Why Strong Event Organisation is always in Fashion

Why Strong Event Organisation is always in Fashion

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This weekend will see thousands of people arriving in London, as the capital hosts the annual London Fashion Week. The string of events will see a large number of visitors moving across different locations, as they try to catch a glimpse of the hundreds of shows on offer.

At exhibitions of this size, queue management and visitor flow are vital components of running a successful event. Below, the Tensator team has compiled our top tips for organising the movement of people at such large events.

1. Ensure registration desks are well resourced

At a large exhibition there are so many shows and stands to visit, not everybody will see, and therefore queue, for everything on offer. The only part of the exhibition that you can guarantee everybody will have to visit is the entrance and registration area.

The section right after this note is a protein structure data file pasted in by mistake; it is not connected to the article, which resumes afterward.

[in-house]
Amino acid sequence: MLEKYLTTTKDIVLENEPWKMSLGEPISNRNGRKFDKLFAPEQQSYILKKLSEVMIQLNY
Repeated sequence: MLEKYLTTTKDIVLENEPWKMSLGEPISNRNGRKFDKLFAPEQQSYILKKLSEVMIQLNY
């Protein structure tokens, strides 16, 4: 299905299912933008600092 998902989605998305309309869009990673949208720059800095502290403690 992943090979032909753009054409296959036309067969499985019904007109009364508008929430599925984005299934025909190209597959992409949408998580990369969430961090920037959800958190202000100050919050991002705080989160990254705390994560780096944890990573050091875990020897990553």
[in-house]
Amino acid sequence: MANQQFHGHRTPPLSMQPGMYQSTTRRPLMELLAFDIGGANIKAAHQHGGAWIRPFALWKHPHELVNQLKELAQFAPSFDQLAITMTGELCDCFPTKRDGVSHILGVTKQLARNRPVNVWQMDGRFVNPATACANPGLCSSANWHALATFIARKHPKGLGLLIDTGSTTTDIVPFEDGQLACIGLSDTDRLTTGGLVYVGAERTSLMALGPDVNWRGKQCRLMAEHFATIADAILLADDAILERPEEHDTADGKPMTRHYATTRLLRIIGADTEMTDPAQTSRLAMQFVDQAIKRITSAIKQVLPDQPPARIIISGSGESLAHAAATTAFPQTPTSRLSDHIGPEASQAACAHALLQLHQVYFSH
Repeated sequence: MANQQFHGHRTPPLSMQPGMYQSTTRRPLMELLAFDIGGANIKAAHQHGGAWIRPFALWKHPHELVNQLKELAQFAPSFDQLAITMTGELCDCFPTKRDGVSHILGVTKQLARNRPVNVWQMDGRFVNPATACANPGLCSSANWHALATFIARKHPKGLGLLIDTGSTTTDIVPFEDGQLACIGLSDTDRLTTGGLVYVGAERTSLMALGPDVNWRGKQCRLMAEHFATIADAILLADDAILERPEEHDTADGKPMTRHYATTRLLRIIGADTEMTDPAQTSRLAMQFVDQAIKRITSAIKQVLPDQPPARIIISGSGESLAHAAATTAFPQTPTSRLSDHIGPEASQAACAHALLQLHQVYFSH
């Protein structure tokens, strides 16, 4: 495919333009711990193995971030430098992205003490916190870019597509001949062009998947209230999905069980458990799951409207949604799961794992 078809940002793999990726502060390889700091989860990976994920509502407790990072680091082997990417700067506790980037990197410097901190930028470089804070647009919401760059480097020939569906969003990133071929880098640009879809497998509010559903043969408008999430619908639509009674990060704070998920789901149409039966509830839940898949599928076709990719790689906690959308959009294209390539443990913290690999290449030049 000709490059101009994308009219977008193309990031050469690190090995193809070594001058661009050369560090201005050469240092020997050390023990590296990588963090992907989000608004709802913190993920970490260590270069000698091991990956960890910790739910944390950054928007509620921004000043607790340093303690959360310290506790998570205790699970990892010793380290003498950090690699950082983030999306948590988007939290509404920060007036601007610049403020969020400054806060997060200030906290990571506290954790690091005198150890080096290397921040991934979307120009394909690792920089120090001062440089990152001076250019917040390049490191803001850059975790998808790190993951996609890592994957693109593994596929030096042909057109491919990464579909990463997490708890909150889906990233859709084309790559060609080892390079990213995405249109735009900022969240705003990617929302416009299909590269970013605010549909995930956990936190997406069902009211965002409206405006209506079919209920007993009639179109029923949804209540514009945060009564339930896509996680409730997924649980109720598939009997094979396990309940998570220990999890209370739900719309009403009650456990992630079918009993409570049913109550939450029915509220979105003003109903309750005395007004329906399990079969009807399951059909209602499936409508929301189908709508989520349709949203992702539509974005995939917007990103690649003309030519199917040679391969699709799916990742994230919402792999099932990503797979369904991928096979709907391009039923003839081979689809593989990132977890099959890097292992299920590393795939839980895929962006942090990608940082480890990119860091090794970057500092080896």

Ensuring that these areas are well managed and resourced will help to reduce bottlenecks of people entering the building, which is traditionally the busiest area of an event.

2. Signed barriers

The most popular product that we supply to exhibitions is the Tensabarrier®. This unobtrusive, and cost effective queue management system allows event organisers to channel people to different areas of an event space. It is vital that these queuing systems are well signed so that visitors can quickly locate the area they are looking for.

The Tensabarrier® can be supplied with branded webbing and attachable signage to ensure that that different areas of an exhibition hall are easy to locate. This will keep visitors moving quickly and efficiently.

3. Think flexible

Large events often take place over a number of days, during which exhibitions may change and queuing areas may need to be moved. Constructing a queue management system that is made up of products that are easy to move and adjust will allow for quick and easy changes to be made.

Solutions such as the freestanding Tensabarrier® do not require a permanent fixture to walls and floors. This helps to create a flexible system that can be altered to accommodate both changes to exhibitions and influxes in visitor numbers.